real_ip_header      X-Forwarded-For;

Step 3: Setup Fail2ban

Great ! You are now generating log that contains accurate ip data. You can now enable Fail2ban as you normally would, right? Well … no.

Creating customs Fail2ban action

You see, Fail2ban is composed of 2 important part in our cases, the filter, and the action. The default filter should work fine for now, but the action is usually to add the offending IP to an Iptables drop list, and that IP never reach the firewall. Unless you wants to install a layer 7 Firewall (or a WAF) locally, you will need to change the way you “ban” your IP.

I’ve created 2 action files you can get from the following Gist:

The goal is to create a list of ip that each web server can understand and block at its level. You may need to change the user and/or path of the file depending on your distribution default.

On Apache2 it’s a simple list of <ip> - we save to /etc/apache2/banned-hosts with the www-data user and using 0640 permission (see the actionstart of the file). We use a printf to add line to it (actionban) and sed to remove line from it (actionunban).

On Nginx, it’s a bit more complicated, we need to create a geo map, we use the actionstart to create a template that we will fill with ip down the line.

geo $bad_user {
  default 0;

We save that file to /etc/nginx/conf.d/banned-hosts.conf and every time it is changed, Nginx will have to be reloaded. Then, adding and removing lines is done with simple sed command with line looking like <ip> 1;

Creating the Jail

This step is quite up to you, actually. If you know Fail2ban, you don’t need me to tell you there is no best config, it all depends on your use-case and need. But for the sake of completeness, i will provide an example jail that worked well for me.

[<Apache or Ningx>_RealIP]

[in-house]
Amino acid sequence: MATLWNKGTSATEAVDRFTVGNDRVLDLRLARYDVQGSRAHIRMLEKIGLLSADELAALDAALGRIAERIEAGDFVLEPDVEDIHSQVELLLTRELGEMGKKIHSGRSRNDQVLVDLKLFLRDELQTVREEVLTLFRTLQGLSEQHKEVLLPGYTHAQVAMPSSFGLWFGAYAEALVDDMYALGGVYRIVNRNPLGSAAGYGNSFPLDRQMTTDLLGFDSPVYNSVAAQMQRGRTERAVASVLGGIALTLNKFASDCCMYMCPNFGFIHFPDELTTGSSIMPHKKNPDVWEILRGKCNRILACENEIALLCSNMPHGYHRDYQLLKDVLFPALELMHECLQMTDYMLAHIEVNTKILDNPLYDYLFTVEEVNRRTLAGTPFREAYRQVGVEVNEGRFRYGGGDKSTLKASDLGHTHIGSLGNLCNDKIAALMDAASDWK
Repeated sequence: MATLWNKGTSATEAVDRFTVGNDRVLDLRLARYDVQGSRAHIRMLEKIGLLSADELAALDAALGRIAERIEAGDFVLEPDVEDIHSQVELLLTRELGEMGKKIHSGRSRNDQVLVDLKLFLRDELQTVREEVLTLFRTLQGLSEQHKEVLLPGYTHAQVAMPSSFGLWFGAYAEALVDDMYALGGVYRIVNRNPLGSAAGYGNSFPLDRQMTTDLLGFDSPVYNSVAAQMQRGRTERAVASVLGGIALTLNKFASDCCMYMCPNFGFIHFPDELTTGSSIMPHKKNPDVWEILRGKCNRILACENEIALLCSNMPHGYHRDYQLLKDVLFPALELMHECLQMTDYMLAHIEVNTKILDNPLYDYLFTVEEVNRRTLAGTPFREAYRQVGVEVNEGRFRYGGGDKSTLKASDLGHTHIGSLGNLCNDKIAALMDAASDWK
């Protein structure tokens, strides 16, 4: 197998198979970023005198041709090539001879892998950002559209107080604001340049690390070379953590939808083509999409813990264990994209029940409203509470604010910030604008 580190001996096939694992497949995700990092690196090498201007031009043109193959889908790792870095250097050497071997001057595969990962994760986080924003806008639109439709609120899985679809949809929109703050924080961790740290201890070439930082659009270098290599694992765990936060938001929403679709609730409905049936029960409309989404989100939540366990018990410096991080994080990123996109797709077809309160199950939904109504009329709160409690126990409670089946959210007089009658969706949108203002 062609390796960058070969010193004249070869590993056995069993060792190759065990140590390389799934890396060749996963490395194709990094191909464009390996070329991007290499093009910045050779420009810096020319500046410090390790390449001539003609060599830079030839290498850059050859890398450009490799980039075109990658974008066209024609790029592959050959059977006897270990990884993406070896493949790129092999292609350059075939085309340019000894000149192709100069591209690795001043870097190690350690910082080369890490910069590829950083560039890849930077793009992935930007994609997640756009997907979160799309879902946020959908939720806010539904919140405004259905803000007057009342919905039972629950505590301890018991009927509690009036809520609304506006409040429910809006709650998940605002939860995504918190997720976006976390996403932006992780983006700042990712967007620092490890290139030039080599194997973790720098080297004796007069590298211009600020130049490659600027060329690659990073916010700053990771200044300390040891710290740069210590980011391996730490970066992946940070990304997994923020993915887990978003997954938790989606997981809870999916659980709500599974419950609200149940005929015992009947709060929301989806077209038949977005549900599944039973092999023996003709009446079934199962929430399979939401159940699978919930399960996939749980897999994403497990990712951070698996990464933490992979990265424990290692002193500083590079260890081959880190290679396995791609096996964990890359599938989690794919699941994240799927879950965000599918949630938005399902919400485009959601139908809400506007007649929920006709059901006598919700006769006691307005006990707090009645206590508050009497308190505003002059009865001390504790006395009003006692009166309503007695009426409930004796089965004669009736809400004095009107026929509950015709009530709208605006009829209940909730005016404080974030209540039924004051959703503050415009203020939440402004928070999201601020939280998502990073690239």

enabled = true
filter = <Creating a filter for your app is out of the scope of this post. See>
logpath = /var/log/apache2/access.log

sender =
destemail =
mta = sendmail

action = apache2-map[name=apache2-map] # or nginx-map[name=nginx-map]
         %(mta)s-whois-lines[name=%(__name__)s, sender="%(sender)s", dest="%(destemail)s", logpath="%(logpath)s"]

bantime = 30d

# Maximum amount of login attempts before IP is blocked
maxretry = 3

Step 4: Blocking the ip

Last step, we now need to use the web server to block the user. This time it’s Apache2 that is a bit more complicated than Nginx.

Apache 2

We want to use the Rewrite Engine to redirect the user to a Forbidden error. Enable mod_rewrite like so:

➜  ~ sudo a2enmod remoteip
Enabling module rewrite.
To activate the new configuration, you need to run:
  systemctl restart apache2

Then add the following to your vhost:

<VirtualHost *:80>
    RewriteEngine On
    RewriteMap hosts-deny txt:/etc/apache2/banned-hosts
    RewriteCond ${hosts-deny:%{REMOTE_ADDR}|NOT-FOUND} !=NOT-FOUND [OR]
    RewriteCond ${hosts-deny:%{REMOTE_HOST}|NOT-FOUND} !=NOT-FOUND
    RewriteRule ^(.*)$ /error.html [F,L]

Using the Flag in in the RewriteRule we redirect the user to a 403. Sadly, as far as I know, there is not a simple way to just drop the packet silently with Apache2.


Here, you will just have 3 lines to add in your Nginx server:

server {
    if ($bad_user) {
        return 444; #Close connection silently


Hopefully, by following this post you managed to setup the 3 crucial step to make Fail2ban work behind a web proxy

  1. Collecting the real user IP in your log
  2. Configuring Fail2ban to build a list of abuse IP
  3. Creating a filter to block those IP

If you have anything you think i should add, edit or correct, don’t hesitate to reach out !